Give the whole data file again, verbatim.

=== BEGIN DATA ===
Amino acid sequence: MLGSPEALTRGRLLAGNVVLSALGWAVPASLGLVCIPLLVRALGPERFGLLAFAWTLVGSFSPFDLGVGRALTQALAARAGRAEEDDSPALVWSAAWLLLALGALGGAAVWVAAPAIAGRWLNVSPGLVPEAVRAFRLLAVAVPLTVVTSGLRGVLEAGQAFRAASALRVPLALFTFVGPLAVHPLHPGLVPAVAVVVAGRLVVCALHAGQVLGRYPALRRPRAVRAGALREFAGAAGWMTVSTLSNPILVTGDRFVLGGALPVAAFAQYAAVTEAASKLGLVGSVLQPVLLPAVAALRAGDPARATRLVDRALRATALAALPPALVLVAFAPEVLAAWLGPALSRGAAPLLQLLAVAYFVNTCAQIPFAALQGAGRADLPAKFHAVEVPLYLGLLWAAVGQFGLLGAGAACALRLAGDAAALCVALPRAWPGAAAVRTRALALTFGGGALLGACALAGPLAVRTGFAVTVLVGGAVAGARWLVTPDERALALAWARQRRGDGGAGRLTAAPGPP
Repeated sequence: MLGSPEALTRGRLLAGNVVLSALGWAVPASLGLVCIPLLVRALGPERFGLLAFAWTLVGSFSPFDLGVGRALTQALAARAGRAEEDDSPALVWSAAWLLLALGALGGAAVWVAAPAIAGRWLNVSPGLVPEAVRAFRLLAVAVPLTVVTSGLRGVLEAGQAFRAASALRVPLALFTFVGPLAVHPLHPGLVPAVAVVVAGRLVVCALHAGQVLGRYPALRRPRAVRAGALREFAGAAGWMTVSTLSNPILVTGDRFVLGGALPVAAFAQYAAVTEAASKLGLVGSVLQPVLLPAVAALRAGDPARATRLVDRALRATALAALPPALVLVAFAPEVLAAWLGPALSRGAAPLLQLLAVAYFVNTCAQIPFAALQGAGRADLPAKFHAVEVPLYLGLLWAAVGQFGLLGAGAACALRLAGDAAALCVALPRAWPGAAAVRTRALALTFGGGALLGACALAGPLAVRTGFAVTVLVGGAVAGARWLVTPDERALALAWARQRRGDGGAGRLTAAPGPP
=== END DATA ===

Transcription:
Amino acid sequence: MLGSPEALTRGRLLAGNVVLSALGWAVPASLGLVCIPLLVRALGPERFGLLAFAWTLVGSFSPFDLGVGRALTQALAARAGRAEEDDSPALVWSAAWLLLALGALGGAAVWVAAPAIAGRWLNVSPGLVPEAVRAFRLLAVAVPLTVVTSGLRGVLEAGQAFRAASALRVPLALFTFVGPLAVHPLHPGLVPAVAVVVAGRLVVCALHAGQVLGRYPALRRPRAVRAGALREFAGAAGWMTVSTLSNPILVTGDRFVLGGALPVAAFAQYAAVTEAASKLGLVGSVLQPVLLPAVAALRAGDPARATRLVDRALRATALAALPPALVLVAFAPEVLAAWLGPALSRGAAPLLQLLAVAYFVNTCAQIPFAALQGAGRADLPAKFHAVEVPLYLGLLWAAVGQFGLLGAGAACALRLAGDAAALCVALPRAWPGAAAVRTRALALTFGGGALLGACALAGPLAVRTGFAVTVLVGGAVAGARWLVTPDERALALAWARQRRGDGGAGRLTAAPGPP
Repeated sequence: MLGSPEALTRGRLLAGNVVLSALGWAVPASLGLVCIPLLVRALGPERFGLLAFAWTLVGSFSPFDLGVGRALTQALAARAGRAEEDDSPALVWSAAWLLLALGALGGAAVWVAAPAIAGRWLNVSPGLVPEAVRAFRLLAVAVPLTVVTSGLRGVLEAGQAFRAASALRVPLALFTFVGPLAVHPLHPGLVPAVAVVVAGRLVVCALHAGQVLGRYPALRRPRAVRAGALREFAGAAGWMTVSTLSNPILVTGDRFVLGGALPVAAFAQYAAVTEAASKLGLVGSVLQPVLLPAVAALRAGDPARATRLVDRALRATALAALPPALVLVAFAPEVLAAWLGPALSRGAAPLLQLLAVAYFVNTCAQIPFAALQGAGRADLPAKFHAVEVPLYLGLLWAAVGQFGLLGAGAACALRLAGDAAALCVALPRAWPGAAAVRTRALALTFGGGALLGACALAGPLAVRTGFAVTVLVGGAVAGARWLVTPDERALALAWARQRRGDGGAGRLTAAPGPP